<
>

In praise of the preseason AP poll

By and large, this blogger is anti-poll. Maybe anti-poll is too strong; something like "meh-poll" might work better. Whatever you want to call it, the point is this: Polls are still a pretty big deal in the day-to-day life of the college basketball season and -- whether it's the Associated Press or the coaches' poll, though the coaches' poll is probably even less relevant than the AP -- that's sort of silly. Weekly polls matter very little in the big picture; they don't matter at all in NCAA tournament selection; they are only coincidentally based on hard data; and everyone gets really angry about them without really knowing why.

Are polls great for fun conversation? Yes. Will I continue to talk about them throughout the season? Of course! Should everyone get as worked up about them as they (we) do? Not so much.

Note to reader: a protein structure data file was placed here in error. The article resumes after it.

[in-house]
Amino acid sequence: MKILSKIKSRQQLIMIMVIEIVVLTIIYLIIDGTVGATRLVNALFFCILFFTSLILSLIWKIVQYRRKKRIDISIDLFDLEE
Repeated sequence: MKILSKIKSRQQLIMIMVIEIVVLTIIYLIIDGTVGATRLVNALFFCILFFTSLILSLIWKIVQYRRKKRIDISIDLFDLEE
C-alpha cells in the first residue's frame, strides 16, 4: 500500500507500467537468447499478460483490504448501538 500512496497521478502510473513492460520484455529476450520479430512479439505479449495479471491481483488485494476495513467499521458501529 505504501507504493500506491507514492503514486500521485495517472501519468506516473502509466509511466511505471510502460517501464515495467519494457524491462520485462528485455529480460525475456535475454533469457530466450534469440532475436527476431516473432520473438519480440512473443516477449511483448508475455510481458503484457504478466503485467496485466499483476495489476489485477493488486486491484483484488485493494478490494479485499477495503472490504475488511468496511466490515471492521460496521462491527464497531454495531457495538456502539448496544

And with those paragraphs out of the way, it's time ... to praise a poll. I have a feeling you saw that coming.

The praise actually comes from Ken Pomeroy, he of the famed KenPom.com, who shares a rather remarkable stat regarding the accuracy of preseason AP polls in comparison to the final AP polls before the NCAA tournament:

Six times the preseason #1 has won the national title compared to three for the top-ranked team at the end of the regular season. The preseason #1 has made it to the title game a total of 10 times compared to just six for the final #1. It’s stunning to me that armed with 25-30 games of additional information, the writers’ ability to identify the nation’s best team gets worse!

That is rather stunning, but as Ken goes on to write, it also makes sense. Voters tend to overexaggerate polling changes based on a road loss or home win, even if the odds of that team winning the next bout is greater than 50-50. Timing also makes the polls go wacky; when an overall No. 1 loses a late-season game, they almost always get bumped even if their résumé is more impressive than the team that supplants them. The preseason polls isn't subject to any of those biases or overreactions.

Still, reasons aside: That is a crazy stat.

In any case, now we know. The preseason AP poll, which was released this week, is a pretty worthwhile exercise. The rest of them? Meh. They're fun, but let's try not to take them too seriously.